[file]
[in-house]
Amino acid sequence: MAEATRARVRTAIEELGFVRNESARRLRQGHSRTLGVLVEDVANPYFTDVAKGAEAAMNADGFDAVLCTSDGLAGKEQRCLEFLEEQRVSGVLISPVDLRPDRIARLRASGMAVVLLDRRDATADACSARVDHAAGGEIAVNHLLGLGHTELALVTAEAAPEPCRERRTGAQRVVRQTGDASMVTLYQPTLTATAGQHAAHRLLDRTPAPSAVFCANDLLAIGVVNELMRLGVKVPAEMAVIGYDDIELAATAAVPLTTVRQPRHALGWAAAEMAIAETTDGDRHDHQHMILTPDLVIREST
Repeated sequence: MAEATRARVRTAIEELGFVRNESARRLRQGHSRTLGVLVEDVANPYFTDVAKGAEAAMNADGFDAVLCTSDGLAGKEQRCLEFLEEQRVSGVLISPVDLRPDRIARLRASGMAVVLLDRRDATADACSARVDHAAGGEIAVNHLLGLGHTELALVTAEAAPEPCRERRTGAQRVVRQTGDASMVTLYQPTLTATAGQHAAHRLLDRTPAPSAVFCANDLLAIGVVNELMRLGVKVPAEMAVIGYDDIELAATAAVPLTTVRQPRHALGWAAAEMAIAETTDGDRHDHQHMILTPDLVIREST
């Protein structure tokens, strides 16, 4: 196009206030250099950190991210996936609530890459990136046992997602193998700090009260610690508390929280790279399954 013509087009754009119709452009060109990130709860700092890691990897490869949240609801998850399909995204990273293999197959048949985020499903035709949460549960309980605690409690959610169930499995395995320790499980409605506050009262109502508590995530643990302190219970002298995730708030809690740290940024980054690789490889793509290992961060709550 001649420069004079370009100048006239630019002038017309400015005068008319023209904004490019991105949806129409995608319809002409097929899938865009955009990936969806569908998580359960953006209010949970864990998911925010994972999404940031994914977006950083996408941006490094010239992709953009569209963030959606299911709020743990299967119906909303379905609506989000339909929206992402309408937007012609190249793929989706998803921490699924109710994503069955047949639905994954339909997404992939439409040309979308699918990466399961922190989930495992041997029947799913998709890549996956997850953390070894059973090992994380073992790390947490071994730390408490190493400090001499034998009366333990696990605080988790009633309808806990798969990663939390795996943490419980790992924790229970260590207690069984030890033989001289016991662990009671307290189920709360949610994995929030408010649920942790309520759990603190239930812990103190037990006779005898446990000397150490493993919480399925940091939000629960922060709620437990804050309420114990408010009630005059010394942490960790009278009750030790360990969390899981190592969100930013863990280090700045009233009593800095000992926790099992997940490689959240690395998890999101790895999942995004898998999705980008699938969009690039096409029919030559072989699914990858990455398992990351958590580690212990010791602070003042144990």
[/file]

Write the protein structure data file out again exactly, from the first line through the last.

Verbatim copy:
[in-house]
Amino acid sequence: MAEATRARVRTAIEELGFVRNESARRLRQGHSRTLGVLVEDVANPYFTDVAKGAEAAMNADGFDAVLCTSDGLAGKEQRCLEFLEEQRVSGVLISPVDLRPDRIARLRASGMAVVLLDRRDATADACSARVDHAAGGEIAVNHLLGLGHTELALVTAEAAPEPCRERRTGAQRVVRQTGDASMVTLYQPTLTATAGQHAAHRLLDRTPAPSAVFCANDLLAIGVVNELMRLGVKVPAEMAVIGYDDIELAATAAVPLTTVRQPRHALGWAAAEMAIAETTDGDRHDHQHMILTPDLVIREST
Repeated sequence: MAEATRARVRTAIEELGFVRNESARRLRQGHSRTLGVLVEDVANPYFTDVAKGAEAAMNADGFDAVLCTSDGLAGKEQRCLEFLEEQRVSGVLISPVDLRPDRIARLRASGMAVVLLDRRDATADACSARVDHAAGGEIAVNHLLGLGHTELALVTAEAAPEPCRERRTGAQRVVRQTGDASMVTLYQPTLTATAGQHAAHRLLDRTPAPSAVFCANDLLAIGVVNELMRLGVKVPAEMAVIGYDDIELAATAAVPLTTVRQPRHALGWAAAEMAIAETTDGDRHDHQHMILTPDLVIREST
């Protein structure tokens, strides 16, 4: 196009206030250099950190991210996936609530890459990136046992997602193998700090009260610690508390929280790279399954 013509087009754009119709452009060109990130709860700092890691990897490869949240609801998850399909995204990273293999197959048949985020499903035709949460549960309980605690409690959610169930499995395995320790499980409605506050009262109502508590995530643990302190219970002298995730708030809690740290940024980054690789490889793509290992961060709550 001649420069004079370009100048006239630019002038017309400015005068008319023209904004490019991105949806129409995608319809002409097929899938865009955009990936969806569908998580359960953006209010949970864990998911925010994972999404940031994914977006950083996408941006490094010239992709953009569209963030959606299911709020743990299967119906909303379905609506989000339909929206992402309408937007012609190249793929989706998803921490699924109710994503069955047949639905994954339909997404992939439409040309979308699918990466399961922190989930495992041997029947799913998709890549996956997850953390070894059973090992994380073992790390947490071994730390408490190493400090001499034998009366333990696990605080988790009633309808806990798969990663939390795996943490419980790992924790229970260590207690069984030890033989001289016991662990009671307290189920709360949610994995929030408010649920942790309520759990603190239930812990103190037990006779005898446990000397150490493993919480399925940091939000629960922060709620437990804050309420114990408010009630005059010394942490960790009278009750030790360990969390899981190592969100930013863990280090700045009233009593800095000992926790099992997940490689959240690395998890999101790895999942995004898998999705980008699938969009690039096409029919030559072989699914990858990455398992990351958590580690212990010791602070003042144990």